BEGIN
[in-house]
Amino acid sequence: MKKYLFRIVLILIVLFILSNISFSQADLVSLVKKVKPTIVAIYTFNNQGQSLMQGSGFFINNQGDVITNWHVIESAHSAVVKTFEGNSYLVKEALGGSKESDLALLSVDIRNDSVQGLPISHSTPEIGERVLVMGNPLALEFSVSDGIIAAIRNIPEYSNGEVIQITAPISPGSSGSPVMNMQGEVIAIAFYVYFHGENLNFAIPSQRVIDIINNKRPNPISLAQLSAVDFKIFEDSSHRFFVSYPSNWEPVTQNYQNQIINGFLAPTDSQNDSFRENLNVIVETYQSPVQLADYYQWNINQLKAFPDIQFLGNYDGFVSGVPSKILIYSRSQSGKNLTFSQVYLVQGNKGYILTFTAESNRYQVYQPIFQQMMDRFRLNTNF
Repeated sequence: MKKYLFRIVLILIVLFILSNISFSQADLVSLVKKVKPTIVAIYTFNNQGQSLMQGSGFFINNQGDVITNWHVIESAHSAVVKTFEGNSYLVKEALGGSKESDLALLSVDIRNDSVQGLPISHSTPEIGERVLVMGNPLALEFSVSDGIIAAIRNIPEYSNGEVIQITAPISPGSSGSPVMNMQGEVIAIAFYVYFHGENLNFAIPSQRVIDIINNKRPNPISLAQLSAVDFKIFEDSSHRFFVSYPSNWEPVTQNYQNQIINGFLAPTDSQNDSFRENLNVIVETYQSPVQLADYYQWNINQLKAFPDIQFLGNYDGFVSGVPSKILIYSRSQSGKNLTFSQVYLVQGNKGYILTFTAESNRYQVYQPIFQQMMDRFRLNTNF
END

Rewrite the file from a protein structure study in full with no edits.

[in-house]
Amino acid sequence: MKKYLFRIVLILIVLFILSNISFSQADLVSLVKKVKPTIVAIYTFNNQGQSLMQGSGFFINNQGDVITNWHVIESAHSAVVKTFEGNSYLVKEALGGSKESDLALLSVDIRNDSVQGLPISHSTPEIGERVLVMGNPLALEFSVSDGIIAAIRNIPEYSNGEVIQITAPISPGSSGSPVMNMQGEVIAIAFYVYFHGENLNFAIPSQRVIDIINNKRPNPISLAQLSAVDFKIFEDSSHRFFVSYPSNWEPVTQNYQNQIINGFLAPTDSQNDSFRENLNVIVETYQSPVQLADYYQWNINQLKAFPDIQFLGNYDGFVSGVPSKILIYSRSQSGKNLTFSQVYLVQGNKGYILTFTAESNRYQVYQPIFQQMMDRFRLNTNF
Repeated sequence: MKKYLFRIVLILIVLFILSNISFSQADLVSLVKKVKPTIVAIYTFNNQGQSLMQGSGFFINNQGDVITNWHVIESAHSAVVKTFEGNSYLVKEALGGSKESDLALLSVDIRNDSVQGLPISHSTPEIGERVLVMGNPLALEFSVSDGIIAAIRNIPEYSNGEVIQITAPISPGSSGSPVMNMQGEVIAIAFYVYFHGENLNFAIPSQRVIDIINNKRPNPISLAQLSAVDFKIFEDSSHRFFVSYPSNWEPVTQNYQNQIINGFLAPTDSQNDSFRENLNVIVETYQSPVQLADYYQWNINQLKAFPDIQFLGNYDGFVSGVPSKILIYSRSQSGKNLTFSQVYLVQGNKGYILTFTAESNRYQVYQPIFQQMMDRFRLNTNF